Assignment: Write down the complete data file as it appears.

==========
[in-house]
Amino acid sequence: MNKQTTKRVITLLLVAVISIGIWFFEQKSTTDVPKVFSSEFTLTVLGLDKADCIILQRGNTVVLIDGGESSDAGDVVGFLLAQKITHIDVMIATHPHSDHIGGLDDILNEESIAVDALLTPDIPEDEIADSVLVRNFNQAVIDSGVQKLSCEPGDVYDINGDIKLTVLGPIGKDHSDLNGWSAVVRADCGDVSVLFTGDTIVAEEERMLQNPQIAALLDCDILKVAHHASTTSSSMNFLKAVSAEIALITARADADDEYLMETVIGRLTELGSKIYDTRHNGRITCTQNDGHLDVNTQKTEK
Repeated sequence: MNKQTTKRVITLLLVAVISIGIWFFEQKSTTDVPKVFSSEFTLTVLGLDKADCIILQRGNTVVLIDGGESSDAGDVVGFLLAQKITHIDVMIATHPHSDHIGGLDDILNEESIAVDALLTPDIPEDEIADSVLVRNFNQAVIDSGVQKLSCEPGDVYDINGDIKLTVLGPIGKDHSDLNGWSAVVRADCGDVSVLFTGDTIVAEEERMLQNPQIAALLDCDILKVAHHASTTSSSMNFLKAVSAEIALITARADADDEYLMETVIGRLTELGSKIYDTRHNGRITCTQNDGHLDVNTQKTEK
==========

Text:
[in-house]
Amino acid sequence: MNKQTTKRVITLLLVAVISIGIWFFEQKSTTDVPKVFSSEFTLTVLGLDKADCIILQRGNTVVLIDGGESSDAGDVVGFLLAQKITHIDVMIATHPHSDHIGGLDDILNEESIAVDALLTPDIPEDEIADSVLVRNFNQAVIDSGVQKLSCEPGDVYDINGDIKLTVLGPIGKDHSDLNGWSAVVRADCGDVSVLFTGDTIVAEEERMLQNPQIAALLDCDILKVAHHASTTSSSMNFLKAVSAEIALITARADADDEYLMETVIGRLTELGSKIYDTRHNGRITCTQNDGHLDVNTQKTEK
Repeated sequence: MNKQTTKRVITLLLVAVISIGIWFFEQKSTTDVPKVFSSEFTLTVLGLDKADCIILQRGNTVVLIDGGESSDAGDVVGFLLAQKITHIDVMIATHPHSDHIGGLDDILNEESIAVDALLTPDIPEDEIADSVLVRNFNQAVIDSGVQKLSCEPGDVYDINGDIKLTVLGPIGKDHSDLNGWSAVVRADCGDVSVLFTGDTIVAEEERMLQNPQIAALLDCDILKVAHHASTTSSSMNFLKAVSAEIALITARADADDEYLMETVIGRLTELGSKIYDTRHNGRITCTQNDGHLDVNTQKTEK